Employees’ Obesity Costs Employers

This week, The US Conference Board released a report called “Weights and Measures: What Employers Should Know about Obesity” on the financial and ethical questions surrounding whether, and how, US companies should address the obesity epidemic.

Apparently employees’ obesity-related health problems cost US companies an estimated $45 Billion each year in medical coverage and absenteeism – more than smoking or problem drinking.

Given the high costs of obesity, the report estimates the return on investment for employee wellness programs from zero to $5 per $1 invested. ROI aside, these programs may give companies an edge in recruiting and retaining desirable employees. The report also looks at the issue of awarding employees cash and prizes for weight loss rather than devoting resources to long-term wellness programs.

Interestingly the report also discusses the benefits of paying for employees’ obesity surgeries. Apparently 9% of the US workforce would be eligible for such surgery, but because people often change jobs (e.g. in the retail industry), employers may not always recoup the full costs of supporting obesity surgery in their employees.

One big concern of course is how employers can address this issue without seeming intrusive or discriminatory. It is recommended that companies should involve employees in planning health initiatives, rather than working from the top-down, and should make sure personal privacy is protected.

While this report focuses on the US, and for obvious reasons cannot directly be transferred to the Canadian situation with its more or less universal health coverage, it is unlikely that obesity, at least with regard to absenteeism and early disability, is any less expensive to Canadian employers.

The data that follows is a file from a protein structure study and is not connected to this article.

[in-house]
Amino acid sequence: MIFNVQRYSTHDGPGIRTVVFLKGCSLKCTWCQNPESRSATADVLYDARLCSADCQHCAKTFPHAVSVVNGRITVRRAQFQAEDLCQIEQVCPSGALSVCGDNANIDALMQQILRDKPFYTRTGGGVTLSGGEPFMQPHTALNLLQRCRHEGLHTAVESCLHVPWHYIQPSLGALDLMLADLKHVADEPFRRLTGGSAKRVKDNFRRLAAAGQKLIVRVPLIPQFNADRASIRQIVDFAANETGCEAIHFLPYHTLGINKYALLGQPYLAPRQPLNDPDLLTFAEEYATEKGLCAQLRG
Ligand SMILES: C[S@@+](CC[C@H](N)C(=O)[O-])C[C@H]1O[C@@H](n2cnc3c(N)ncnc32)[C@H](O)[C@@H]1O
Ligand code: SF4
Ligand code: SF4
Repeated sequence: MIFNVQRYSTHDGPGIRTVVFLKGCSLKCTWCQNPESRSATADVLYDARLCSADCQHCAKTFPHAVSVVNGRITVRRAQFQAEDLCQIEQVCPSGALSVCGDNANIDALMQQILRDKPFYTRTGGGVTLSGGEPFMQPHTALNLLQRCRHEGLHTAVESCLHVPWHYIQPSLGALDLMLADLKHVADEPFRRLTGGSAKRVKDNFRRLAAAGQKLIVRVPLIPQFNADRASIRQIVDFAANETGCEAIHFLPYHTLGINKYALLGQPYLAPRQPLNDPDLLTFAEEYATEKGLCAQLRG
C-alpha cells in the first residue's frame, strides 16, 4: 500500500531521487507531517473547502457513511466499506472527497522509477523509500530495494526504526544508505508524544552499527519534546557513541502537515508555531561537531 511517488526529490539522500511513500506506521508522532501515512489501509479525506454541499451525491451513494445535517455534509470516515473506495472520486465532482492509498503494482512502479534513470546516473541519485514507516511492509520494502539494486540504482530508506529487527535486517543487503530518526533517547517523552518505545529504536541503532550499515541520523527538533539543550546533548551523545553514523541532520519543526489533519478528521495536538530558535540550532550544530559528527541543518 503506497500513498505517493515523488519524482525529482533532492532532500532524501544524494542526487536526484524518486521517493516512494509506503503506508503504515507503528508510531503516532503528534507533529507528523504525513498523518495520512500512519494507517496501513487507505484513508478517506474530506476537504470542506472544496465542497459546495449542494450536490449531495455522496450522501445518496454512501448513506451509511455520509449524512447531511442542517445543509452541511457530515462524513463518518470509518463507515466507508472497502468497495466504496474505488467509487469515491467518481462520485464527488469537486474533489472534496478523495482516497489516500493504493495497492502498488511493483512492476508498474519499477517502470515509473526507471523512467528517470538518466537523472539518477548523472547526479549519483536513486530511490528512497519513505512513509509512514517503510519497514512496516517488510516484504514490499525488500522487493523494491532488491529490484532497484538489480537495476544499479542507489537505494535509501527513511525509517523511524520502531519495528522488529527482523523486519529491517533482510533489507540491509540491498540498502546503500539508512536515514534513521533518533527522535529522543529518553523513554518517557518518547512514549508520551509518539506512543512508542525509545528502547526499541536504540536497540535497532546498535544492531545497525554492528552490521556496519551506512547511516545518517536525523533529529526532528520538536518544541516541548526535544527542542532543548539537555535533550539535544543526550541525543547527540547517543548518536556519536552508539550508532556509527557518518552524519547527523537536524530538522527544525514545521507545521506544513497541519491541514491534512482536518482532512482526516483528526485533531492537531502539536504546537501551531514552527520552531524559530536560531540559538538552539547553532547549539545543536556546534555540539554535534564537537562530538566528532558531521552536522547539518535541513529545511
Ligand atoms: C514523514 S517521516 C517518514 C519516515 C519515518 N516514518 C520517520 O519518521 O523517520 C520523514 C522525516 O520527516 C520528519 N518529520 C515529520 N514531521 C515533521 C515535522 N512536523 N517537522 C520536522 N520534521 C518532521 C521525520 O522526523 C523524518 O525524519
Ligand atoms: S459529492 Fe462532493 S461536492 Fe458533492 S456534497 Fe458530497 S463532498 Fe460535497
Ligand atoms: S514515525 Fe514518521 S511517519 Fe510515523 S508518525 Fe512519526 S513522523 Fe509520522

While preventive “wellness initiatives” may work for the 3/4 of the workforce, which does not yet have obesity, how do you provide effective obesity treatments to the employees who already have the problem?

Allow me to offer a few pointers:

1) Inform employees about evidence-based treatment options for this condition.

2) Encourage employees to seek treatments for obesity like they would seek treatments for any other chronic disease (e.g. diabetes, hypertension, etc.).

3) Supplement costs for evidence-based obesity treatments (including behavioural interventions, special diets, medications and surgery) as prescribed by qualified health professionals.

As I have blogged before – we may not have a cure for obesity – but we sure have treatments that work!

Edmonton, Alberta